CB&Q Steam Locomotive Lettering

In 1925, the Burlington adopted its most widely remembered steam locomotive lettering scheme, and one of the earliest drawings for this scheme, dated April 27, 1927, is reproduced here.

The design for the first time employed the Burlington Route herald, displayed centered on the tender. This herald changed somewhat over the years, and the version adopted in 1940 appears on the back page. It was at this time (1940) that, on steam locomotive tenders and the cabs of black-painted diesels, a gold border was added outside the red band.

Speaking of gold, the color was used for all locomotive lettering, as well as for the lettering and striping on the Burlington Route herald. On passenger locomotives, the color was a true gold color (though not real gold leaf), applied as decals with a protective varnish coating. On freight and switching locomotives, a yellow imitation gold paint, called Dulux Gold by Dupont Paints, was employed, both for lettering and on the herald. In the final decade of steam operations, and occasionally earlier, the distinction between the use of gold and Dulux Gold blurred, and "real" gold lettering could be found on freight power. Also, Scotchlite herald decals began to be used on tenders--particularly for the very large heralds employed on class M-4, 0-5 and S-4 locomotives. These Scotchlite heralds featured reflective white letters and stripes.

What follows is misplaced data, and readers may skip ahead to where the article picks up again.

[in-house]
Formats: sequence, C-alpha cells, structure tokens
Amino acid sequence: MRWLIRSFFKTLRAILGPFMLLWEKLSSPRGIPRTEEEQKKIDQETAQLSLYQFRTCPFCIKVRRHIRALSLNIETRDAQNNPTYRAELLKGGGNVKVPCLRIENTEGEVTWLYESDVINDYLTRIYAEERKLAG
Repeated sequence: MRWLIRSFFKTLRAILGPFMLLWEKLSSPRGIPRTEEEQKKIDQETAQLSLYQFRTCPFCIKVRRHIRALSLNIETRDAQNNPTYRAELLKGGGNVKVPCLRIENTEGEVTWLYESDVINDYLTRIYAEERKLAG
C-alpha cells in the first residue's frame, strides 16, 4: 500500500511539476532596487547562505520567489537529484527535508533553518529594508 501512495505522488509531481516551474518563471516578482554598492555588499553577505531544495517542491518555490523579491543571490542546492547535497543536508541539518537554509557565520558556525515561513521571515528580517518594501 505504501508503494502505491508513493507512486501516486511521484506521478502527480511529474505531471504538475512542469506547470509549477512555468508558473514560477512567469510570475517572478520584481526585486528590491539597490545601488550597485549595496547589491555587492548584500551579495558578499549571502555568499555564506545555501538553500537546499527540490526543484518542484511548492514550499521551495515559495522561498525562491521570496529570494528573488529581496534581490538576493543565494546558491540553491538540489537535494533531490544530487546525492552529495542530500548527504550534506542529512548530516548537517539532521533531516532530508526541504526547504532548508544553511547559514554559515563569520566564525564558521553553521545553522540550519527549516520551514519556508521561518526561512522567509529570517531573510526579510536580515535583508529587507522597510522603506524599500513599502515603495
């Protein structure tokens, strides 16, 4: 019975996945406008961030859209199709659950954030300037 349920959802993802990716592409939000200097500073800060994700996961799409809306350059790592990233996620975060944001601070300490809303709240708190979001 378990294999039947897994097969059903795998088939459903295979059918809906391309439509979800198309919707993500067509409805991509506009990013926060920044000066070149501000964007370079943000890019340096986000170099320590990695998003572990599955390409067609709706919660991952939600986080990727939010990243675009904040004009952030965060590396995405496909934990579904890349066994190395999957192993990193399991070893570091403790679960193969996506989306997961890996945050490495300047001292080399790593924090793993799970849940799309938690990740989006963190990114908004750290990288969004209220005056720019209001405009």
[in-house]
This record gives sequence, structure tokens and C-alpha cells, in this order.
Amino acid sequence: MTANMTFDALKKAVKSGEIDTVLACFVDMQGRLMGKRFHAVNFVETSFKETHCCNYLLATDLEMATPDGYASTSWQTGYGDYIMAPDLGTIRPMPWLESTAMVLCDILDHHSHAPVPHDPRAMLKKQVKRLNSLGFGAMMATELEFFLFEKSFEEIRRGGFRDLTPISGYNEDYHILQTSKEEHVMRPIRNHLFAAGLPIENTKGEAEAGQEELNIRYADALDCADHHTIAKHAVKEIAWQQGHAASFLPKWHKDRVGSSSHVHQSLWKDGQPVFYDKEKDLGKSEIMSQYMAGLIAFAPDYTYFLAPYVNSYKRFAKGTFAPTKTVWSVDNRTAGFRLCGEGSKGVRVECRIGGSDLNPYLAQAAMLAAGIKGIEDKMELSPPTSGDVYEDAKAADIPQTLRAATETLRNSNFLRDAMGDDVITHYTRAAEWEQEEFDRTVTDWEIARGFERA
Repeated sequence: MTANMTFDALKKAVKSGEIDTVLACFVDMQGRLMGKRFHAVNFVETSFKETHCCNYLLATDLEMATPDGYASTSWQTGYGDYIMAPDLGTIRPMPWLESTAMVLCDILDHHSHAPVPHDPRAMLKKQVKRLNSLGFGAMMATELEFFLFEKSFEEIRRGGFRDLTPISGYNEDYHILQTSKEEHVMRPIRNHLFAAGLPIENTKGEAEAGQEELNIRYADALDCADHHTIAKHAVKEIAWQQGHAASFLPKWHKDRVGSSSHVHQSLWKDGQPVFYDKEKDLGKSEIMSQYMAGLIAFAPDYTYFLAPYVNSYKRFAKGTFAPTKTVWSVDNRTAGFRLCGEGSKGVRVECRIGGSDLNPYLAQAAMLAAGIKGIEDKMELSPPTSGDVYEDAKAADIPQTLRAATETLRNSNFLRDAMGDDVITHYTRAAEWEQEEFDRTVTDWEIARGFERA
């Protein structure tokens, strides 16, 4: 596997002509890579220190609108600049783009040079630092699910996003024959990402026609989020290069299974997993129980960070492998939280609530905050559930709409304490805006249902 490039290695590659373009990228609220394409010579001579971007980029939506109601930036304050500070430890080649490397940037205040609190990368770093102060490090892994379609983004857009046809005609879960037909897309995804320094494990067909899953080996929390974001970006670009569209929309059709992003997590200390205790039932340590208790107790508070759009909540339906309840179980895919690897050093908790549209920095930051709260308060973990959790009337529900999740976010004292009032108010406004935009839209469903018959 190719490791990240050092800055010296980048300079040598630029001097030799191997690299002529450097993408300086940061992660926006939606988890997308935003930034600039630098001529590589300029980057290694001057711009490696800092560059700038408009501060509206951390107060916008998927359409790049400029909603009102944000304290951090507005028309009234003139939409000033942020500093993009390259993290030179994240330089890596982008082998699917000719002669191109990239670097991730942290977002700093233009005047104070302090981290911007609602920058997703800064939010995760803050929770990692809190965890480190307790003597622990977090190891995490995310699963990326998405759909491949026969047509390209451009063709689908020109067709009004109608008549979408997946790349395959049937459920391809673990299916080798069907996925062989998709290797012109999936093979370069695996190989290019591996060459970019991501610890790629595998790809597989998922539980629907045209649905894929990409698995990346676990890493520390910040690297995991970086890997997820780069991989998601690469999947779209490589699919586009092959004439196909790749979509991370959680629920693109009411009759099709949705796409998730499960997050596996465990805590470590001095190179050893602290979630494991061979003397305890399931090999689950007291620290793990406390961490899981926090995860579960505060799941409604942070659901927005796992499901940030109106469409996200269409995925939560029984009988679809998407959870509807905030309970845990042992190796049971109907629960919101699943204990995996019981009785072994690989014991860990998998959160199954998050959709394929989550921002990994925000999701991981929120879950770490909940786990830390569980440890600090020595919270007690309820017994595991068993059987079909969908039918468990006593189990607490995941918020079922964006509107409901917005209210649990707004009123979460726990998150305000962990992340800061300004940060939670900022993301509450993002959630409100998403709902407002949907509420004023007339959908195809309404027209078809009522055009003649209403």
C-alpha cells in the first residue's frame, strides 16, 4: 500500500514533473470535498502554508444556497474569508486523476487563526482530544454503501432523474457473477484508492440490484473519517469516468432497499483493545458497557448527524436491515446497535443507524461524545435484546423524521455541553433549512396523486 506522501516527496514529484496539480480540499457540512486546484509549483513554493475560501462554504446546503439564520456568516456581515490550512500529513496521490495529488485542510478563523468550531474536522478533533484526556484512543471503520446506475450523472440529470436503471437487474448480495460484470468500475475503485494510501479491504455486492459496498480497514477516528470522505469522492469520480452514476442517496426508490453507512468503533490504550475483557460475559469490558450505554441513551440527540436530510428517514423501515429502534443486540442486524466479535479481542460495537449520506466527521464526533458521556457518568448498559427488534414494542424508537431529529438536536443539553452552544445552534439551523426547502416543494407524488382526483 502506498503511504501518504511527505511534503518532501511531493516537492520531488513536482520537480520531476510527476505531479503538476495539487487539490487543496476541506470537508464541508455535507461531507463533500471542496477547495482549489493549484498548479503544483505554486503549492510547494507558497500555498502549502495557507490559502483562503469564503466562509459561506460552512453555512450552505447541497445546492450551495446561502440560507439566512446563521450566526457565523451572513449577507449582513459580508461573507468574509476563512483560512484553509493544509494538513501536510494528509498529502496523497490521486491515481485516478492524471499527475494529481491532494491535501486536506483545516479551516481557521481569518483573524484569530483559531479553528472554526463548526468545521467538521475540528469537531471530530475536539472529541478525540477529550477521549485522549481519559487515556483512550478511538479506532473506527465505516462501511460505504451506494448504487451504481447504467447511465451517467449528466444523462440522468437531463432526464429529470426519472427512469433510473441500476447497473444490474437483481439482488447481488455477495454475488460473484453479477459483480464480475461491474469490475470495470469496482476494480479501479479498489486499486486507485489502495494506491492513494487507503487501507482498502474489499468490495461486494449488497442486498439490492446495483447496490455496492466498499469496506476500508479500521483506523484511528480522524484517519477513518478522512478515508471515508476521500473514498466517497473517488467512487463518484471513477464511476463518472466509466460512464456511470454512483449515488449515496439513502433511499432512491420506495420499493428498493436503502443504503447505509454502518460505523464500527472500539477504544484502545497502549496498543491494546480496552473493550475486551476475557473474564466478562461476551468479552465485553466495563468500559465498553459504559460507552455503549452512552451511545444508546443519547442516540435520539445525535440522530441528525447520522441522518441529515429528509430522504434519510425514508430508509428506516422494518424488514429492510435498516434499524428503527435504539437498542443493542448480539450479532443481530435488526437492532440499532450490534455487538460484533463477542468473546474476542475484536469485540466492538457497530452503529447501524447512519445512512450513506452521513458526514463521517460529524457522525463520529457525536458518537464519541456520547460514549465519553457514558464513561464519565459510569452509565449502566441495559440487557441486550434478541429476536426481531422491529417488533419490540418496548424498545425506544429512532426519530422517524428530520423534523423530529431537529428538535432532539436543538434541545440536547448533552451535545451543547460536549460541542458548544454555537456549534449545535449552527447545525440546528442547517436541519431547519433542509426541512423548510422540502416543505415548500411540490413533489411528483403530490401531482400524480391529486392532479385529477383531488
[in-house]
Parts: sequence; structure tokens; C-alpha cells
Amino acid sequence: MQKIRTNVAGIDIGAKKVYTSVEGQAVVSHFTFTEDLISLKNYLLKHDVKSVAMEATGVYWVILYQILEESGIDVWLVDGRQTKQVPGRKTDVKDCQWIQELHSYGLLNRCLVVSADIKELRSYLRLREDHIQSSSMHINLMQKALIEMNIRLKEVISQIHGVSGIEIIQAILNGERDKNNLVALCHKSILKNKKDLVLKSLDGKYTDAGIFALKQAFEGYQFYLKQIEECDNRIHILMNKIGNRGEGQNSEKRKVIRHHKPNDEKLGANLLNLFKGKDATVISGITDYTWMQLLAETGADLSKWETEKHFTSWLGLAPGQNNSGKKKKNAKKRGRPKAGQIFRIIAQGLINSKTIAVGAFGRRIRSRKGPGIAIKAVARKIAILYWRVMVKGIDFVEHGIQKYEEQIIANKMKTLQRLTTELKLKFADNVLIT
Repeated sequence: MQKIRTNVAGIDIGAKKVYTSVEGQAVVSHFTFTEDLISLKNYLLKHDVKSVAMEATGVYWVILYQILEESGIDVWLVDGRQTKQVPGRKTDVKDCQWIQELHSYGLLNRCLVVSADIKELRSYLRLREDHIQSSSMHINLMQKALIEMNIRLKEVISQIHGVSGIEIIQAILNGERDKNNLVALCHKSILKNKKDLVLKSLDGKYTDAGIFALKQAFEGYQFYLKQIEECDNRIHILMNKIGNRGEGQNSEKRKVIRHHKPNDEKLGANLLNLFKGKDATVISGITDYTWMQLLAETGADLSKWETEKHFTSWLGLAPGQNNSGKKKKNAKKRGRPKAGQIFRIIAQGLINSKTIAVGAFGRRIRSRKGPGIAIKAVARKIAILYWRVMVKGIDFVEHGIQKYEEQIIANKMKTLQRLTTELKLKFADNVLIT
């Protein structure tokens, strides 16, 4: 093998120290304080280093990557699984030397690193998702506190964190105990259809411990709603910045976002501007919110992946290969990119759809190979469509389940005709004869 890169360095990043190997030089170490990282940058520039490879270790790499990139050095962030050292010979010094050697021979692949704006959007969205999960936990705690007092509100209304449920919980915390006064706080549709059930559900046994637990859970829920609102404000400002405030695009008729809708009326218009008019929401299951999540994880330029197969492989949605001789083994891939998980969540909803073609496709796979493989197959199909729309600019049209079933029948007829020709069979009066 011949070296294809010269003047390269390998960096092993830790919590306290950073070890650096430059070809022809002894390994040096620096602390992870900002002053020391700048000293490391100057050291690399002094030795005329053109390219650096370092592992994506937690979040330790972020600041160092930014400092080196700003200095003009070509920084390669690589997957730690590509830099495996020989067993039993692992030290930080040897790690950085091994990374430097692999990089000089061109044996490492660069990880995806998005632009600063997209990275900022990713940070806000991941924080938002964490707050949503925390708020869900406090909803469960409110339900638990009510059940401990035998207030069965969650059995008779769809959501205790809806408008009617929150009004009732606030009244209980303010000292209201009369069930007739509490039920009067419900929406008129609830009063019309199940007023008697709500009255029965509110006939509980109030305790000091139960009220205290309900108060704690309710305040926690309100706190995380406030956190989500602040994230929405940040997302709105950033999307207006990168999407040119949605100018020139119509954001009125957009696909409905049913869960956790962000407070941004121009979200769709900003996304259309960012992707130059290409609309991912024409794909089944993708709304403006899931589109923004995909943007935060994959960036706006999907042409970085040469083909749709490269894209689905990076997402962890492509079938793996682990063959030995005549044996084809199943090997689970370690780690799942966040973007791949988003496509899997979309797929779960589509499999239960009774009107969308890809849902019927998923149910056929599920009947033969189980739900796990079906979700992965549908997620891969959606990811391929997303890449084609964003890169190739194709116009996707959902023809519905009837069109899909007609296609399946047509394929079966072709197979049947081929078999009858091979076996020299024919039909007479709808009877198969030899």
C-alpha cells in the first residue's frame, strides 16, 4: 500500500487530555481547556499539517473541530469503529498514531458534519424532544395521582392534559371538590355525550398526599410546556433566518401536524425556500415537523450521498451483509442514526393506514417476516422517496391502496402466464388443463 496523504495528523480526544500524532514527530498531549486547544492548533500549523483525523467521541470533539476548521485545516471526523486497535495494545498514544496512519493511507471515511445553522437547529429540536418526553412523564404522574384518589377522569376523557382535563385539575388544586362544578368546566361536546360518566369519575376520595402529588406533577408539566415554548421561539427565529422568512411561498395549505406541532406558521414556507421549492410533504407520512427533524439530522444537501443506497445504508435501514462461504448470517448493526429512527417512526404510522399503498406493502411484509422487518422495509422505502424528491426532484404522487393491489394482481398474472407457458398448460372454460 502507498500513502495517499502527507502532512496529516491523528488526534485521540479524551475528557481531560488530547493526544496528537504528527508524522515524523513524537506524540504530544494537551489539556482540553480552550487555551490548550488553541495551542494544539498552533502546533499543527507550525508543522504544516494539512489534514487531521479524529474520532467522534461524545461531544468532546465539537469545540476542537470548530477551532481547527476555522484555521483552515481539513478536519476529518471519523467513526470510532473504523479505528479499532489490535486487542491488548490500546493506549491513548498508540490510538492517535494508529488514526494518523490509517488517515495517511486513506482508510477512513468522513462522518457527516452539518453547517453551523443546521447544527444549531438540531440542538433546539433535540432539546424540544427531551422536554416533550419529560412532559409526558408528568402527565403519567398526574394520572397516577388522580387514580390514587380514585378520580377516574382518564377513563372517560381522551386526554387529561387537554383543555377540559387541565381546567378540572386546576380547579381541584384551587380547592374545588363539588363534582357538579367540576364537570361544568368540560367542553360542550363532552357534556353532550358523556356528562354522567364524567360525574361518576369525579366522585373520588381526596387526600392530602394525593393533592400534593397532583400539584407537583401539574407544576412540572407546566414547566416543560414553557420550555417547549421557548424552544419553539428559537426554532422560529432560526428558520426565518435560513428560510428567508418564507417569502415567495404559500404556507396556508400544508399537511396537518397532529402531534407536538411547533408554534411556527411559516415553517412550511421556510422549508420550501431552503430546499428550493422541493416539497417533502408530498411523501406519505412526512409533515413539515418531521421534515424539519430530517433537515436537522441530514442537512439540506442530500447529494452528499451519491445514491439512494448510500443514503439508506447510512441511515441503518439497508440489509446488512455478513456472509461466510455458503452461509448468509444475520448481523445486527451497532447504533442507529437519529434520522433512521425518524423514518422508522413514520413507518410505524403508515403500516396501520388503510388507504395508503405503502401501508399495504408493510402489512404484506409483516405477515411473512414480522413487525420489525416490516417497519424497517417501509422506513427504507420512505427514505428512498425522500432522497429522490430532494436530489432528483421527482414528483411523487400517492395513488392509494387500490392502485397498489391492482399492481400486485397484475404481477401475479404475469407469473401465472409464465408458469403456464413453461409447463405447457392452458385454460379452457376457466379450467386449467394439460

The Fort Worth & Denver adopted this lettering style shortly after it was introduced by the Q. But the Colorado & Southern experimented with several designs of its own before finally adopting the Q version in 1928. Both roads-- and also C&S-FW&D subsidiary Wichita Valley--simply substituted their own, initials for those of the CB&Q on the cab sides.

One note about the 1927 drawing: It shows the word "LIGNITE," to be lettered at the rear of the coal bunker coping on both sides of the tenders of lignite- burning locomotives on Lines West. There is no evidence, however, to indicate that this lettering was ever actually applied, an extensive search of photos--particularly those Views made by Otto Perry in the late Twenties in the lignite- burning regions of Lines West--having turned up no examples. Instead, a 1-foot square of Dulux Gold (yellow) was painted on the coal bunker coping to identify lignite-burners.

Another note: When locomotives were shopped, the cab roofs were normally painted mineral red, but this color was rapidly discolored by soot and smoke to the point that it was often indistinguishable from the black paint around it.